Much better. I pulled the reed valves out so that the block-off plates I'll be making will seal up flat against the rubber gasket of the base plate. I also took this opportunity to swap out the stock plugs for some colder NGKs. Eventually that black plastic panel attached to the front of the head will have to get yanked, too, to allow clearance for the intake tubing.

Now that all the crucial dimensions of the starter cover have been digitized, the next step will be to make a better mock-up bracket for the supercharger and see how everything fits.
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Since I know the output of the stock pump cannot support 250-260 crank hp, some upgrading will need to be done. I yanked the stock assembly to see if it's possible to shoehorn in a Walbro, but there's just absolutely no way.

The new style Mitsubishi pump is just about half the size of a regular pump, and without a completely new housing design (including a built-in filter), an in-tank Walbro is out of the question. The K6 and older bikes would not have this problem as they use the larger style pumps.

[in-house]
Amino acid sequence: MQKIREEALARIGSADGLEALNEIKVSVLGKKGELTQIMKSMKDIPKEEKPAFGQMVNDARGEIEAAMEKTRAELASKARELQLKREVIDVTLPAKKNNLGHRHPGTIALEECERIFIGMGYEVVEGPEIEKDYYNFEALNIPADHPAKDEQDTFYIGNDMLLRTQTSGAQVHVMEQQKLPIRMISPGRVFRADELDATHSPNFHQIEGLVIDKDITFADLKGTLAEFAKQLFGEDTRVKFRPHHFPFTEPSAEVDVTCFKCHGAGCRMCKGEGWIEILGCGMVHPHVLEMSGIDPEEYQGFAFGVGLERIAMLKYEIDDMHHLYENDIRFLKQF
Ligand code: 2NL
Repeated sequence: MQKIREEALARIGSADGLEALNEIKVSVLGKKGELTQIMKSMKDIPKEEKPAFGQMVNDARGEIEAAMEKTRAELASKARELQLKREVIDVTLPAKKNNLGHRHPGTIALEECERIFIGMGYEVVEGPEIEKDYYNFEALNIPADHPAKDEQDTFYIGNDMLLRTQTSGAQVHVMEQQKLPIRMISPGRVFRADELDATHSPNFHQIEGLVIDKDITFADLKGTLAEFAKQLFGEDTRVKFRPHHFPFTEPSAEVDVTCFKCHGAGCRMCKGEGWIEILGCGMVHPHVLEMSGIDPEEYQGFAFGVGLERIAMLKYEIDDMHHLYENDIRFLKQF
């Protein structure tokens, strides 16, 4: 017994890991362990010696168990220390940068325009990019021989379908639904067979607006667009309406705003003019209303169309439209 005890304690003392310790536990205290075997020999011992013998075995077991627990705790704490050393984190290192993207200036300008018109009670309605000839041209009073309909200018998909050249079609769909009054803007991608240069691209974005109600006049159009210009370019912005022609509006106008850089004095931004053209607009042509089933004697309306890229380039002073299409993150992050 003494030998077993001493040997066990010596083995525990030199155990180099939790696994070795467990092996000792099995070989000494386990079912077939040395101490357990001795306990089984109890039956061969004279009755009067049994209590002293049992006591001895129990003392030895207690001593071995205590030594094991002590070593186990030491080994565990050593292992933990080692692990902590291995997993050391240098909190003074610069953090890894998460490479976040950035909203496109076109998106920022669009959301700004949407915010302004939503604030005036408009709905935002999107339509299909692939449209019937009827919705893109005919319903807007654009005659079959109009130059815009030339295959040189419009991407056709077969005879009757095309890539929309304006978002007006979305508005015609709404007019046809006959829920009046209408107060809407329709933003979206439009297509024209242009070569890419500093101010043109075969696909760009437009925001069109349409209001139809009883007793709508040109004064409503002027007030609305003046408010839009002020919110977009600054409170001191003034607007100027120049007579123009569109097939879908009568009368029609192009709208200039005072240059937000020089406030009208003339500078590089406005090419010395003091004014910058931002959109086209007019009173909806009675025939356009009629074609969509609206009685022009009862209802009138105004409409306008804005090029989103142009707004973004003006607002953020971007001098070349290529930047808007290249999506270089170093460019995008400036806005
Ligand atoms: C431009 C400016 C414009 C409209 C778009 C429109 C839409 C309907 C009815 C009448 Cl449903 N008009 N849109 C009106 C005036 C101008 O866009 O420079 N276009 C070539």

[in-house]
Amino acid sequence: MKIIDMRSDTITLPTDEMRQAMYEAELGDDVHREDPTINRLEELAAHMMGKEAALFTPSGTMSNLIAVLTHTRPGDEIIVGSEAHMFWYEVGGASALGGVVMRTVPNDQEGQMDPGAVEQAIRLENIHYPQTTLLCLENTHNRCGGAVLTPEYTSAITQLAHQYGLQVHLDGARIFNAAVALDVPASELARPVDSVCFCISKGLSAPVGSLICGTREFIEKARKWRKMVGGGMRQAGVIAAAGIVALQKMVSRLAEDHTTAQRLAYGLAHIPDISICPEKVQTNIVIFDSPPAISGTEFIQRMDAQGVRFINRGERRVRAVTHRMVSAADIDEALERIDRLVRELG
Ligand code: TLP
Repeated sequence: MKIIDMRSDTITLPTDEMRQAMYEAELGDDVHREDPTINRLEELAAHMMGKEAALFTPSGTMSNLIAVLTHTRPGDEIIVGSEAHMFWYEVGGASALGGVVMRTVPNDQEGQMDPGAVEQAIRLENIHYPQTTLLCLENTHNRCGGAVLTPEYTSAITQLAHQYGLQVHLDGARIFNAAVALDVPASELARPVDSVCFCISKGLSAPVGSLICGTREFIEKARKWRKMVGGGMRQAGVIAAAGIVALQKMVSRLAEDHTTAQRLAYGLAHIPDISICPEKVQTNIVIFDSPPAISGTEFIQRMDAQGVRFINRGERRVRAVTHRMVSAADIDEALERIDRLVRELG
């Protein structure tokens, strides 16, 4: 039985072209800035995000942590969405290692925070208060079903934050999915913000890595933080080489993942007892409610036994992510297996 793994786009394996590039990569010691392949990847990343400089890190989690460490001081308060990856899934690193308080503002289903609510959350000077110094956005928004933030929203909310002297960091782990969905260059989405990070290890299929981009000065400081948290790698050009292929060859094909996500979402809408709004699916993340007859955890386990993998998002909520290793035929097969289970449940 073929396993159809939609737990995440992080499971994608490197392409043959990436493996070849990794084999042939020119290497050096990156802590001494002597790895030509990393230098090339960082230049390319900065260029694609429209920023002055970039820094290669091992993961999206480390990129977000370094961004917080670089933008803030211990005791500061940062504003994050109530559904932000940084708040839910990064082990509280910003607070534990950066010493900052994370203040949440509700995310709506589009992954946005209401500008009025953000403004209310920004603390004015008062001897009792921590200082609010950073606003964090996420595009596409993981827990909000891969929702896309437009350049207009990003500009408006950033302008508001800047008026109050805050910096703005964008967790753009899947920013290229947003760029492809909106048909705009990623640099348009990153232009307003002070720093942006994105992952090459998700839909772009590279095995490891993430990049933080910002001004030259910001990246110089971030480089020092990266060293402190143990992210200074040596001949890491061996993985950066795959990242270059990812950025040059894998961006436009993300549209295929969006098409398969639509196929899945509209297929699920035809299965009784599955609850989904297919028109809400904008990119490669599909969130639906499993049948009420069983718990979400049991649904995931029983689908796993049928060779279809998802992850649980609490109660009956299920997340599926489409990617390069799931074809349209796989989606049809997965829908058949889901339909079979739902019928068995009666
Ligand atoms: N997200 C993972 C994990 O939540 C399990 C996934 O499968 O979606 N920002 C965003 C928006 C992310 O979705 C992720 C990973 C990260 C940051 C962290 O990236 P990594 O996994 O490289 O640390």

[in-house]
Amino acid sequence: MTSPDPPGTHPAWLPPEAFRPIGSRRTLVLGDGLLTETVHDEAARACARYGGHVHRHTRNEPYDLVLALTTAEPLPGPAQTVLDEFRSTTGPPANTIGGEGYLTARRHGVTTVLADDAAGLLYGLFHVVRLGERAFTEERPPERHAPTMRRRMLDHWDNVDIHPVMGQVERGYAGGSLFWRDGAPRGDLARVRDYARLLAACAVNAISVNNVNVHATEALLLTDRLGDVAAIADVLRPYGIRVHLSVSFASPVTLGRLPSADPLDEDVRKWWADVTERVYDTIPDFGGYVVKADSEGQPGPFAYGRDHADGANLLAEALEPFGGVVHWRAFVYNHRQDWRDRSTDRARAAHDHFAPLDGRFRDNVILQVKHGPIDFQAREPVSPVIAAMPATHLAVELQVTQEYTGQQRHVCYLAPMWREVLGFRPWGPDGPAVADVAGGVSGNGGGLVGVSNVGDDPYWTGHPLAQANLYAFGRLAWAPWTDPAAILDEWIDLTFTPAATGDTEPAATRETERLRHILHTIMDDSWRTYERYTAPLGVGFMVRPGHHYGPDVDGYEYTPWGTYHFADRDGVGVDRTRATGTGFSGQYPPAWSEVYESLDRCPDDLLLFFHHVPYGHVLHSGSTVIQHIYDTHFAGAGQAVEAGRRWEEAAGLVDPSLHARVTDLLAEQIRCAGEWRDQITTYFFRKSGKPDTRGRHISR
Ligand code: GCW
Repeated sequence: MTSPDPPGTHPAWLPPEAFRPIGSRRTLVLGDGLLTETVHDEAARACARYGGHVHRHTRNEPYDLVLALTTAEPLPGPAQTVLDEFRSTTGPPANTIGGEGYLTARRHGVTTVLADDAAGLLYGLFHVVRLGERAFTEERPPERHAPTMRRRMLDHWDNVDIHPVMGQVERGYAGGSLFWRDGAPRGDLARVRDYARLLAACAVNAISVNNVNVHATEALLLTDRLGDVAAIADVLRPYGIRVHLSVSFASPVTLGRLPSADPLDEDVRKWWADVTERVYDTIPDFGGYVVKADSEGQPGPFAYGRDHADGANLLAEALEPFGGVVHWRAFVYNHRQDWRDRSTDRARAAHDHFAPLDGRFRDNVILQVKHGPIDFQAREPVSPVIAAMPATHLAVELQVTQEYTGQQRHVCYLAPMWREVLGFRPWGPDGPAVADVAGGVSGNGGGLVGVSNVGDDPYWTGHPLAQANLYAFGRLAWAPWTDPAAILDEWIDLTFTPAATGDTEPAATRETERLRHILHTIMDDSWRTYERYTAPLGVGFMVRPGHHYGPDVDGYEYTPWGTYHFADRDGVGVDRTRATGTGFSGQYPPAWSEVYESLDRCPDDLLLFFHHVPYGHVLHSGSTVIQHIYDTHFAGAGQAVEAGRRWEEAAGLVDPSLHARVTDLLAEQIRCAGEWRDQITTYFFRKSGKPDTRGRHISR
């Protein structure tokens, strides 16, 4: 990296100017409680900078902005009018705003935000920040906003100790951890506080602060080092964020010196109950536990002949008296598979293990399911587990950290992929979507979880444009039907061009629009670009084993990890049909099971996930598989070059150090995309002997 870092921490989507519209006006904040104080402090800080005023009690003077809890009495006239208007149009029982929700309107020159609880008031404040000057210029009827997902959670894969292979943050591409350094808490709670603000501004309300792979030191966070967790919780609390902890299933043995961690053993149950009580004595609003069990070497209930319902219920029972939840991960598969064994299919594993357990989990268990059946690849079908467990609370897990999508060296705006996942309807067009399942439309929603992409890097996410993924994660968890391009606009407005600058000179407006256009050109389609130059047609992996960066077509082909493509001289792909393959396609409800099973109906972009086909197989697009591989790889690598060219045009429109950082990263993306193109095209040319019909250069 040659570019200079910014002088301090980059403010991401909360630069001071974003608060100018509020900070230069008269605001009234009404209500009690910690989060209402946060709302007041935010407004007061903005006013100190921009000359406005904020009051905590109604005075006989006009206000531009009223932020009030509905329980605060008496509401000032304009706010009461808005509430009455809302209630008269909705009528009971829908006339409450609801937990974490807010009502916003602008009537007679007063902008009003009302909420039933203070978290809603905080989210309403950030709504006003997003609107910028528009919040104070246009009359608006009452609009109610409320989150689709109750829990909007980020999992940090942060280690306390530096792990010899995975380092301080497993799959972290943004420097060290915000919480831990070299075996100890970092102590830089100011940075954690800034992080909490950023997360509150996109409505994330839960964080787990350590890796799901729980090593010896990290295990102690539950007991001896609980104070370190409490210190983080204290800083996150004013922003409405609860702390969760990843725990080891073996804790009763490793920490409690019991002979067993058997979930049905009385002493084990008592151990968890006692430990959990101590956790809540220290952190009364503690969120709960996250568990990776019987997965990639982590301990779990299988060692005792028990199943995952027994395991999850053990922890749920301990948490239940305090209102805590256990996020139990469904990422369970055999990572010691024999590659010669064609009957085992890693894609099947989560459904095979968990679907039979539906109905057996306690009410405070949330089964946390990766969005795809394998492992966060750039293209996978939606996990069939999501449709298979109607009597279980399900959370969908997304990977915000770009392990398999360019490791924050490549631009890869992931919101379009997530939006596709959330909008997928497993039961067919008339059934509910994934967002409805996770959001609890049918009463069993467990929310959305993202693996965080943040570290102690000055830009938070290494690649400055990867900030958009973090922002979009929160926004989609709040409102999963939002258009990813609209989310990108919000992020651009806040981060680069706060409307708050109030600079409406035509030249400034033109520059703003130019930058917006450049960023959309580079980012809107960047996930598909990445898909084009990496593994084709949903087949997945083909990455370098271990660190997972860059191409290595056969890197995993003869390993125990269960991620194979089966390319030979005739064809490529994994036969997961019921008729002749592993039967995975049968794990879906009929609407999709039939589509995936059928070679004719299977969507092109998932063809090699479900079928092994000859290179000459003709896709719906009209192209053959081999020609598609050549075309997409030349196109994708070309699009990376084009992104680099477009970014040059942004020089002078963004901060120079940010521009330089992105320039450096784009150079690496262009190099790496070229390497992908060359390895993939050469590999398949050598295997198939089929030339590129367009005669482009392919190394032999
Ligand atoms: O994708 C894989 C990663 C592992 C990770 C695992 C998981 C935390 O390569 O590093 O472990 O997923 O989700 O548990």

I do not want to go to an external pump, though, so for the moment I'm kinda stumped. I do have one idea that I'm going to try out, but it's going to take some careful experimentation; if it works, it will be a very elegant solution to this problem.
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good luck buddy and loving the pics and detail
Here in dominican rep. for some reason of the universe the K7 pumps have failed miserabily and my mechanic uses the K5 ones, since they are easy to find car pumps that fit. I think that mitsubishi lancer evo is the same or hondas.

If I where you I would use a external pump with a external presure regulator.

There is no other pump that fits like the K7 one.... they are small maybe that is the reason they are failing like that.